- Peter Grose, Gentleman Spy, The Life of Allen Dulles (1994), pp 91-3, 119-22
- Ronald W. Pruessen, John Foster Dulles: The Road to Power (1982), pp. 115, 123
- Isaac Alteras, Eisenhower and Israel: U.S.-Israeli Relations, 1953–1960 (University Press of Florida, 1993), ISBN 0-8130-1205-8, pp 53–55
- John Lewis Gaddis (1999). Cold War Statesmen Confront the Bomb: Nuclear Diplomacy Since 1945. Oxford University Press. p. 65.
- Neal Rosendorf, "John Foster Dulles' Nuclear Schizophrenia," in John Lewis Gaddis et al., Cold War Statesmen Confront the Bomb: Nuclear Diplomacy since 1945 (Oxford University Press, 1999), pp. 64–69
- Detlef Junker, Philipp Gassert, and Wilfried Mausbach, eds., The United States and Germany in the Era of the Cold War, 1945-1968: A Handbook, Vol. 1: 1945-1968 (Cambridge University Press, 2004), pp.?
- Immerman, Richard H. John Foster Dulles Piety, Pragmatism, and Power in U.S. Foreign Policy (Biographies in American Foreign Policy). New York: SR Books, 1998. p, 37
- Immerman, Richard H.John Foster Dulles: Piety, Pragmatism, and Power in U.S. Foreign Policy (Wilmington, Delaware: Scholarly Resources, 1999), p. 98
- Gary B. Nash, et al., The American People, Concise Edition Creating a Nation and a Society, Combined Volume (6th Edition). New York: Longman, 2007, p 829
- The C.I.A. in Iran
- Richard H. Immerman, ed., John Foster Dulles and the Diplomacy of the Cold War (1990), pp. 174-77
- TIME.com: Man of the Year – Jan. 3, 1955 – Page 1
- Stephen E. Ambrose (2010). Rise to Globalism: American Foreign Policy Since 1938, Ninth Revised Edition. Penguin. p. 109.
- Ian Shapiro (2009). Containment: Rebuilding a Strategy against Global Terror. Princeton University Press. pp. 145–.
- Cole Christian Kingseed (1995). Eisenhower and the Suez Crisis of 1956. LSU Press. p. 117.
- Lerner BH. When Illness Goes Public: Celebrity Patients and How We Look at Medicine. Johns Hopkins University Press, Baltimore, 2006. p. 81ff. ISBN 0-8018-8462-4.
- UPI< Year in Review, http://www.upi.com/Audio/Year_in_Review/Events-of-1959/Death-of-John-Foster-Dulles/12295509433704-3/
- Adir, Karin (1988). The Great Clowns of American Television. Jefferson, North Carolina: McFarland & Company. pp. 51–2.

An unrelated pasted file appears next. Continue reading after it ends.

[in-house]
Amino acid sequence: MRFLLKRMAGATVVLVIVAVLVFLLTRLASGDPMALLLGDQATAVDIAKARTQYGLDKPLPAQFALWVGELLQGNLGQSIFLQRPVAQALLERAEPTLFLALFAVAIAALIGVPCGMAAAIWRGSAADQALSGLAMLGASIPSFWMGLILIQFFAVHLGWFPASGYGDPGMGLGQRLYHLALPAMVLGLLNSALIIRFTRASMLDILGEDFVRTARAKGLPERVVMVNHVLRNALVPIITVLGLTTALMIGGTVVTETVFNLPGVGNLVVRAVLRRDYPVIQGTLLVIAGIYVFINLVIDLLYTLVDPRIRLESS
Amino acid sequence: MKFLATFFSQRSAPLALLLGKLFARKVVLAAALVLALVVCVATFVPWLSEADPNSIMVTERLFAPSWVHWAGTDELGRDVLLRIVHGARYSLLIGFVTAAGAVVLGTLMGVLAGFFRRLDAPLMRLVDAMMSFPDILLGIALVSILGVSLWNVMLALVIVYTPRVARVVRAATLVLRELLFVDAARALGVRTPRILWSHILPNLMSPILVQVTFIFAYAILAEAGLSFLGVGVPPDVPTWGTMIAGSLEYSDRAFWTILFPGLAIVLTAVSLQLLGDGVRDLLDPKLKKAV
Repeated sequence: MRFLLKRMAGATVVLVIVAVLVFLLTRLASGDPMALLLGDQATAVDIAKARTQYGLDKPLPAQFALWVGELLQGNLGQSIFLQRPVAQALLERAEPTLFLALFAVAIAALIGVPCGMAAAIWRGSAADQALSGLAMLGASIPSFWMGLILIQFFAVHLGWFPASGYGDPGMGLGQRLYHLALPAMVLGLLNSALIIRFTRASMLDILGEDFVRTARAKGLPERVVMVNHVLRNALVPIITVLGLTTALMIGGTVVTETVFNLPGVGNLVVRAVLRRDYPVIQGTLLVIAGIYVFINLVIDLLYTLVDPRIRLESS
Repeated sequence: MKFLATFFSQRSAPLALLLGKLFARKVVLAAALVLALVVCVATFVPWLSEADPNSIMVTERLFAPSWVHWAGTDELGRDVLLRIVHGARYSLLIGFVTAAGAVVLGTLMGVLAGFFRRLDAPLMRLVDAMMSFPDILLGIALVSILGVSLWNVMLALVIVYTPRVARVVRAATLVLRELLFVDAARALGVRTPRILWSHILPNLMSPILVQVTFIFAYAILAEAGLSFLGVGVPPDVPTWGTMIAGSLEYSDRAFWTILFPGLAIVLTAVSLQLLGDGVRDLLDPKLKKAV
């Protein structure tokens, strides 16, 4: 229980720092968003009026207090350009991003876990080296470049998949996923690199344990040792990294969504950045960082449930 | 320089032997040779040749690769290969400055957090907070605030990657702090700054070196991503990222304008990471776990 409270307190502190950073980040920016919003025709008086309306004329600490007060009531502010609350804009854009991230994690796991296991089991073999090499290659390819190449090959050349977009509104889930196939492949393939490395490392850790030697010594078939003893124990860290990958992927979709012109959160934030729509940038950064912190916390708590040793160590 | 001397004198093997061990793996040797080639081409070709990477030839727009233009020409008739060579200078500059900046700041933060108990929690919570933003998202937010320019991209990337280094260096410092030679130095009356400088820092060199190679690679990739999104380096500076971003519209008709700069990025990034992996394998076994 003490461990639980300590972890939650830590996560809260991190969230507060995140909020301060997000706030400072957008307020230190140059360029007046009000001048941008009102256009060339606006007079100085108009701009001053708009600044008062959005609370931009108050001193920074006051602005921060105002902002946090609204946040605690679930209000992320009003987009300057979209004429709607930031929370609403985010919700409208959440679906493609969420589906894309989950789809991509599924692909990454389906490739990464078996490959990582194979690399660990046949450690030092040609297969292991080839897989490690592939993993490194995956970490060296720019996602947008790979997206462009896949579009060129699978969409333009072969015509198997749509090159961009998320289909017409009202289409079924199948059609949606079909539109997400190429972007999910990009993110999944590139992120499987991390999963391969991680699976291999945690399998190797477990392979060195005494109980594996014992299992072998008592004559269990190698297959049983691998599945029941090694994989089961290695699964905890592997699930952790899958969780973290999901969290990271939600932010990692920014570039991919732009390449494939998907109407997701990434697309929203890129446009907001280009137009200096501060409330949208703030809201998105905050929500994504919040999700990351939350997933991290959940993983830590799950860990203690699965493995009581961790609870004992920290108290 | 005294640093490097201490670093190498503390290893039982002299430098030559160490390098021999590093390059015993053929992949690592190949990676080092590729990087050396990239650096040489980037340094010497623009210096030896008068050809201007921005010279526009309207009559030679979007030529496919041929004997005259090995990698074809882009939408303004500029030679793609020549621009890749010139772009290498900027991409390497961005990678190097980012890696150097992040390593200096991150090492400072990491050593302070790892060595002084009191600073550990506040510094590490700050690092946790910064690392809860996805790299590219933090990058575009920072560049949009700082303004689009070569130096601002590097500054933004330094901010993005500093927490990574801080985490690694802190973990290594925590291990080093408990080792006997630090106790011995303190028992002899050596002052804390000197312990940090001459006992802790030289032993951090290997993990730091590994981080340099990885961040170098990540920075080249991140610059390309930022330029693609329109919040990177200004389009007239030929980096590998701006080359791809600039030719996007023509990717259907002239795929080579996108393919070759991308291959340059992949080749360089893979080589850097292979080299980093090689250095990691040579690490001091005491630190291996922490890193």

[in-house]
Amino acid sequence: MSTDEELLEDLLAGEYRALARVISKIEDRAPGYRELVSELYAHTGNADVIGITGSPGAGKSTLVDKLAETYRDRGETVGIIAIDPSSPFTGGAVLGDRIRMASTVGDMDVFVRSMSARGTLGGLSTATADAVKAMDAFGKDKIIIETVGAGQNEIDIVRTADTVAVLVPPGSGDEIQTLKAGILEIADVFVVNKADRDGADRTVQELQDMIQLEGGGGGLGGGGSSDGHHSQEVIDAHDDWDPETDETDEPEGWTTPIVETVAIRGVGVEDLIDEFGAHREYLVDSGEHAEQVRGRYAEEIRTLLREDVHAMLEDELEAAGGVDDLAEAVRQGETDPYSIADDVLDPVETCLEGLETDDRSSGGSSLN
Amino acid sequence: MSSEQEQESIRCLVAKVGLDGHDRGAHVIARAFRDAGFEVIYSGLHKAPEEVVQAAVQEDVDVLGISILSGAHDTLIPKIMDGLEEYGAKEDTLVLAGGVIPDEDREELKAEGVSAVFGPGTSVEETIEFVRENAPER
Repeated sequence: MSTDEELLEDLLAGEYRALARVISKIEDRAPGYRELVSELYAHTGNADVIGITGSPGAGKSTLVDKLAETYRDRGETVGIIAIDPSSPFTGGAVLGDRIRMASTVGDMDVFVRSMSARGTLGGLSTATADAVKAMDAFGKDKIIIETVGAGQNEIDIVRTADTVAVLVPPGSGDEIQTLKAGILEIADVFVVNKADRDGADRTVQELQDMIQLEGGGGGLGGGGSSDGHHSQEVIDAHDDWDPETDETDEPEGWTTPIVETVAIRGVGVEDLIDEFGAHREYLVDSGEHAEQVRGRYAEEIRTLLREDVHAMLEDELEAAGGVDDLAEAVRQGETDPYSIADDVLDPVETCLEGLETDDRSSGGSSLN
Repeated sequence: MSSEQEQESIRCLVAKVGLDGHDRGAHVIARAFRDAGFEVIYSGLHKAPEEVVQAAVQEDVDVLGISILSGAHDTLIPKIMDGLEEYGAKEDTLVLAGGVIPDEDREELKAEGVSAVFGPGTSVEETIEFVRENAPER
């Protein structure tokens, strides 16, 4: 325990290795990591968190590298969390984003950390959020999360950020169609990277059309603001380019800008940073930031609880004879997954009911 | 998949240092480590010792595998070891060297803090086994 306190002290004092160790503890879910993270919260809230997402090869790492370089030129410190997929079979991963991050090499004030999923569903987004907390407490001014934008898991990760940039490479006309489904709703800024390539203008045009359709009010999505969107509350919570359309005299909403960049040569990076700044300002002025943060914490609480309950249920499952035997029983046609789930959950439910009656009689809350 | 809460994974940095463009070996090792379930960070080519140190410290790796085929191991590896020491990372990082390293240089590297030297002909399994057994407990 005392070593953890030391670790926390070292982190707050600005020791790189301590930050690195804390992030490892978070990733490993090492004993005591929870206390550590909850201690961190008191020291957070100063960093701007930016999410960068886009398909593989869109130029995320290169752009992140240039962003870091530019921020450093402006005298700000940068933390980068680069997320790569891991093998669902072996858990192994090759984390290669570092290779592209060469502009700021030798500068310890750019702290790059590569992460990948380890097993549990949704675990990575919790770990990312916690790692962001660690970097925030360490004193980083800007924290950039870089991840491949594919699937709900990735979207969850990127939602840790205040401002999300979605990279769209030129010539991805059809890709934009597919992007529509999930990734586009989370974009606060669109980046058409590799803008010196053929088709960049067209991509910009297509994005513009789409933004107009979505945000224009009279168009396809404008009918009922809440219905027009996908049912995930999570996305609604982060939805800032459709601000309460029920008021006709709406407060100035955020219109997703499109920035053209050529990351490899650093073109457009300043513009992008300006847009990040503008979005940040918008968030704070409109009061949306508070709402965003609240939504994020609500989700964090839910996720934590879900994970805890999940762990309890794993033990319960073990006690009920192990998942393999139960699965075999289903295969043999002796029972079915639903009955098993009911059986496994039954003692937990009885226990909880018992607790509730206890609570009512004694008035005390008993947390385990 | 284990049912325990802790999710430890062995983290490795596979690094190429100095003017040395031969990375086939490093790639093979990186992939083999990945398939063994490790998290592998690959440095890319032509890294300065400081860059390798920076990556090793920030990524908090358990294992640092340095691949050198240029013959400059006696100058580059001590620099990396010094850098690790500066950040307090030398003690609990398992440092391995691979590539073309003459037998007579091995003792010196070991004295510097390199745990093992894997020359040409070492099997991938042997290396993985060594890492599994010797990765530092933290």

- "Dulles in Rio". New York Times. August 10, 1958.
- Richard H. Immerman, John Foster Dulles: Piety, Pragmatism, and Power in U.S. Foreign Policy (1998) ISBN 0-8420-2601-0
- Louis Jefferson, The John Foster Dulles Book of Humor (1986) St. Martin's Press, ISBN 0-312-44355-2
- Stephen Kinzer, Overthrow.Henry Holt and Company (2006). ISBN 0-8050-8240-9
- Stephen Kinzer, The Brothers: John Foster Dulles, Allen Dulles, and Their Secret World War (2013), Times Books, ISBN 0-805-09497-0
- Frederick Marks, Power and Peace: The Diplomacy of John Foster Dulles (1995) ISBN 0-275-95232-0
- Ronald W. Pruessen, John Foster Dulles: The Road to Power (1982), The Free Press ISBN 0-02-925460-4
- Alan Stang, The actor; the true story of John Foster Dulles, Secretary of State, 1953–1959 Western Islands (1968) OCLC 434600
- Hoopes Townsend, Devil and John Foster Dulles (1973) ISBN 0-316-37235-8.
- John Foster Dulles at the Biographical Directory of the United States Congress
- Works by John Foster Dulles at Project Gutenberg
- Works by or about John Foster Dulles at Internet Archive (optimized for the non-Beta site)
- A film clip "Longines Chronoscope with John Foster Dulles (February 1, 1952)" is available for free download at the Internet Archive
- John Foster Dulles Papers at the Seeley G. Mudd Manuscript Library, Princeton University
- Papers of John Foster Dulles, Dwight D. Eisenhower Presidential Library
- Annotated bibliography for John Foster Dulles from the Alsos Digital Library for Nuclear Issues
|United States Senate|
Robert F. Wagner
|U.S. Senator (Class 3) from New York
Served alongside: Irving Ives
Herbert H. Lehman
|U.S. Secretary of State
Served under: Dwight D. Eisenhower
Ernest O. Lawrence
|Sylvanus Thayer Award recipient
Henry Cabot Lodge Jr.